Westpac trading conduct ‘unconscionable’

Westpac has been cleared of manipulating a key n interest rate but the bank did engage in unconscionable conduct by trying to influence it, the Federal Court has found.
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Justice Jonathan Beach found corporate regulator ASIC had “not made out its case” that the bank engaged in market manipulation or market rigging.

However, he did find the bank engaged in unconscionable conduct four times in 2010, by trying to rig bank bill swap rates (BBSW).

“Westpac’s conduct was against commercial conscience,” the judge said in his ruling in Melbourne on Thursday.

“I agree with ASIC that such trading on the said four occasions is contrary to the statutory standard that all things be done to ensure that financial services are provided efficiently and fairly.

“None of Westpac’s conduct on the said four contravention dates could be described as fair.”

ASIC had accused the bank of engaging in misconduct and market manipulation to push the BBSW higher or lower between 2010 and 2012.

The BBSW is a key interest rate that affects the rate at which institutions borrow and lend money.

Justice Beach said the market manipulation or rigging alleged had not been made out but the unconscionable conduct to influence the rate was “deliberate”.

“Westpac failed to ensure its traders were adequately trained not to engage in trading with such a sole or dominant purpose,” he said.

“This should have been reinforced and stipulated to them orally and in writing.”

The judge found the bank contravened its financial services licensee obligations, by reasons of these inadequate procedures and training.

Justice Beach also noted traders such as Colin Roden were awarded “not insubstantial bonuses” at that time, and Westpac’s Group Treasury’s profit and loss was at least a factor in awarding those bonuses.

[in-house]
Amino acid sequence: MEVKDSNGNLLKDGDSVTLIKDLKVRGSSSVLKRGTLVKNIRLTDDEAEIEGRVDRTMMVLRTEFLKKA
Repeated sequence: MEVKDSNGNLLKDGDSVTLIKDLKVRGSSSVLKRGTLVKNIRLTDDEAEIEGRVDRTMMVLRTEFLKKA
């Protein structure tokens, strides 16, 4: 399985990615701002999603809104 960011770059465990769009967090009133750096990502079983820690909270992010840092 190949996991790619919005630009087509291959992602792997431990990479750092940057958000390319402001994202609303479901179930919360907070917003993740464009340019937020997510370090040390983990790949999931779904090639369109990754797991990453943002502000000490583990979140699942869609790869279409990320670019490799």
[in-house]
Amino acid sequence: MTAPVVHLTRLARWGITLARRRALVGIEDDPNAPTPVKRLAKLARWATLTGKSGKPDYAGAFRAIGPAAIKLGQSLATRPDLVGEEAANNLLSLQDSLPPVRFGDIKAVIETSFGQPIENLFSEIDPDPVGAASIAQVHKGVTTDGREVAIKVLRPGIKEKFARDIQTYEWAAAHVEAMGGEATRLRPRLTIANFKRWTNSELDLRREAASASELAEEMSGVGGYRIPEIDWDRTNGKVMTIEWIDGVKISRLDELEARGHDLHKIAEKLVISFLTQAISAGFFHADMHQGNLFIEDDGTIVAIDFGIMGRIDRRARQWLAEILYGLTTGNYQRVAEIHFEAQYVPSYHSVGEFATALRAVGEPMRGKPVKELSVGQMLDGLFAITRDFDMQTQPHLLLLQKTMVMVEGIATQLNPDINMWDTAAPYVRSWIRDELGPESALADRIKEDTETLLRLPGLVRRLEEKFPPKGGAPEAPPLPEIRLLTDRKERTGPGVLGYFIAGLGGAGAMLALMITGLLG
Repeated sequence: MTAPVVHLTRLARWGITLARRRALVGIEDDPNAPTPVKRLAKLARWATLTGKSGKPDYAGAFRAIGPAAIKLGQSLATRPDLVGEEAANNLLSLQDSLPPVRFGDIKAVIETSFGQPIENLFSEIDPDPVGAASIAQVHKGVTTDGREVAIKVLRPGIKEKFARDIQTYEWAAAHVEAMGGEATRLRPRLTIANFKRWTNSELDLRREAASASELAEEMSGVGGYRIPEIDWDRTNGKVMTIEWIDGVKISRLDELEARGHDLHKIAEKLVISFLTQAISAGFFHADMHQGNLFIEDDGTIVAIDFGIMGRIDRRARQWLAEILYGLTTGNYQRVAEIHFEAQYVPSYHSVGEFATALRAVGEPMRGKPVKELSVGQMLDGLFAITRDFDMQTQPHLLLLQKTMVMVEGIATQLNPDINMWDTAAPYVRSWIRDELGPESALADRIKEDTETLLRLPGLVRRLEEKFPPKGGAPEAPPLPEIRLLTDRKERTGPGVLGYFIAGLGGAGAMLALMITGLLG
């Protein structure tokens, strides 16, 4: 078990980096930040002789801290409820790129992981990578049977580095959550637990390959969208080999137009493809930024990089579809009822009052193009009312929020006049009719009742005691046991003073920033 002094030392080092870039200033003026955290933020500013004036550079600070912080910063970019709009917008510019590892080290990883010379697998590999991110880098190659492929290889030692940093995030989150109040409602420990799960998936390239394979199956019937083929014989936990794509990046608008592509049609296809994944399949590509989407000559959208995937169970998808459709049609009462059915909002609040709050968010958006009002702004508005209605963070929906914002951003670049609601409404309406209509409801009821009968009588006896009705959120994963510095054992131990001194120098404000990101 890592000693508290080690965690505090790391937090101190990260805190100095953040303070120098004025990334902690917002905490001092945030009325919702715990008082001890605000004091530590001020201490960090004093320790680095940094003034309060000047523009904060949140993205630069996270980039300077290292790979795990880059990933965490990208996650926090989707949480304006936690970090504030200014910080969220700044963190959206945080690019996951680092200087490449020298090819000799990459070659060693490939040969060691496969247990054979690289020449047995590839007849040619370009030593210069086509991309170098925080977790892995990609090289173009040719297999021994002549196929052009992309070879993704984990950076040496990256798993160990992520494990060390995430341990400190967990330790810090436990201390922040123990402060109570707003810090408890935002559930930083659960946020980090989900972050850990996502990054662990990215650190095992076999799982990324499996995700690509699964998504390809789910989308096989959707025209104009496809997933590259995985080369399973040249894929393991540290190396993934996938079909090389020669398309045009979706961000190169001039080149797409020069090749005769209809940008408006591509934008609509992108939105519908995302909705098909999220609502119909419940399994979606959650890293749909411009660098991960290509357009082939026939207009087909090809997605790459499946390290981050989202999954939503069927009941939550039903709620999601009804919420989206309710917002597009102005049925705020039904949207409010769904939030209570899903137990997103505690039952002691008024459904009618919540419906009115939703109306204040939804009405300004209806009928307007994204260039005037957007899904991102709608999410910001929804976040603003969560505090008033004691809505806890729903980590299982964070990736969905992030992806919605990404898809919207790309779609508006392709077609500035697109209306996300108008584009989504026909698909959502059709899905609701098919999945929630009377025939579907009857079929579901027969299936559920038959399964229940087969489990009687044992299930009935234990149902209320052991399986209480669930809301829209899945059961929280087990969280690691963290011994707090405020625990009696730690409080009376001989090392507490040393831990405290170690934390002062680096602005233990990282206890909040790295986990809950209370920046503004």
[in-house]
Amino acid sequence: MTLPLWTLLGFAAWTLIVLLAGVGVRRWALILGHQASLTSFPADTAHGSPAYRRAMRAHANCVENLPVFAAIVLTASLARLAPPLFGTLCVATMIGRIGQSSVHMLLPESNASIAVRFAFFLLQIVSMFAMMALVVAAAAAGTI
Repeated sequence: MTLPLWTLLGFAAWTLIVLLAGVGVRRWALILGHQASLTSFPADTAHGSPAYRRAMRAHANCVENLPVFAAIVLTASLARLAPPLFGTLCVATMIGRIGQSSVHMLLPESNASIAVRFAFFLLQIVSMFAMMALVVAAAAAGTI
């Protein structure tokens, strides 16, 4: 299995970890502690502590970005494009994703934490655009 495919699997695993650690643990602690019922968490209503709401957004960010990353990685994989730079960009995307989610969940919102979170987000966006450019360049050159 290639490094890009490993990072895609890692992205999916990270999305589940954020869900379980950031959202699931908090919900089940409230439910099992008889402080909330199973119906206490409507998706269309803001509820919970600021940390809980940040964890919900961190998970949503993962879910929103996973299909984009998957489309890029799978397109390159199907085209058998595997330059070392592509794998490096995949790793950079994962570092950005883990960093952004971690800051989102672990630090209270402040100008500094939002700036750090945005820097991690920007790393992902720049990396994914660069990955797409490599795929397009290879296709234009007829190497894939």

“Generally, Westpac’s bonus structure allowed for Group Treasury staff to earn many multiples of their base salary as a result of their financial performance,” he said.

However, the judge conceded it was another thing to say that traders engaged in manipulative trading.

“But I do agree that the financial incentives (albeit indirect as they are not directly referable to specific trading activities) are supportive of ASIC’s case.”

Westpac said in a statement it was committed to working with regulators in a constructive manner, “including when we have a genuine difference of opinion”.

“When that occurs our aim is to resolve the difference in an open, transparent and respectful way,” it said.

An ASIC spokesman lauded the judgment as a “very significant and positive outcome for the integrity of the n financial market”.

The three other big banks settled out of court over the same accusation of rate rigging but Westpac decided to fight on.

The size of any penalty is yet to be decided. Under the ASIC Act, one count of unconscionable conduct alone draws a $1.1 million penalty.

In May, CBA agreed to pay $25 million to settle action brought against it by ASIC over bank bill swap rates for attempting “to engage in unconscionable conduct”.

The amount is half that paid by rivals National Bank and ANZ in similar settlements related to alleged manipulation of the key rate.

Costs were reserved on Thursday, with parties to return to court at a date to be fixed.

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